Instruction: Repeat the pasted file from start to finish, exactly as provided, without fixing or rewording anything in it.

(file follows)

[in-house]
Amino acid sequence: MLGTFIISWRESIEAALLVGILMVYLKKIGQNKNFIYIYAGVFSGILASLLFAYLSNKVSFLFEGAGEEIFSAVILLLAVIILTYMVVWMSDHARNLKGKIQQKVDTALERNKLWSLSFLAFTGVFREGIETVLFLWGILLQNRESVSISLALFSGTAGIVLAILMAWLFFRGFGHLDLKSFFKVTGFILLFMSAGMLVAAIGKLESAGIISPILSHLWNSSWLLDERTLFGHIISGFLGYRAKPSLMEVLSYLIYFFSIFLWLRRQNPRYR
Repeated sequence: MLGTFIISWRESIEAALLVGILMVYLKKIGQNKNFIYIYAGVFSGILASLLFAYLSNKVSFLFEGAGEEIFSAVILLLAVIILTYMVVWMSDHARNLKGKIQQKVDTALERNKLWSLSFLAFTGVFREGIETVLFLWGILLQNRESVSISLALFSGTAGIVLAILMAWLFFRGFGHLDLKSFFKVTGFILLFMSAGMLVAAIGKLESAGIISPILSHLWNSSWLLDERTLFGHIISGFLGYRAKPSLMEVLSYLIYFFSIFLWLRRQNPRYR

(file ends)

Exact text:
[in-house]
Amino acid sequence: MLGTFIISWRESIEAALLVGILMVYLKKIGQNKNFIYIYAGVFSGILASLLFAYLSNKVSFLFEGAGEEIFSAVILLLAVIILTYMVVWMSDHARNLKGKIQQKVDTALERNKLWSLSFLAFTGVFREGIETVLFLWGILLQNRESVSISLALFSGTAGIVLAILMAWLFFRGFGHLDLKSFFKVTGFILLFMSAGMLVAAIGKLESAGIISPILSHLWNSSWLLDERTLFGHIISGFLGYRAKPSLMEVLSYLIYFFSIFLWLRRQNPRYR
Repeated sequence: MLGTFIISWRESIEAALLVGILMVYLKKIGQNKNFIYIYAGVFSGILASLLFAYLSNKVSFLFEGAGEEIFSAVILLLAVIILTYMVVWMSDHARNLKGKIQQKVDTALERNKLWSLSFLAFTGVFREGIETVLFLWGILLQNRESVSISLALFSGTAGIVLAILMAWLFFRGFGHLDLKSFFKVTGFILLFMSAGMLVAAIGKLESAGIISPILSHLWNSSWLLDERTLFGHIISGFLGYRAKPSLMEVLSYLIYFFSIFLWLRRQNPRYR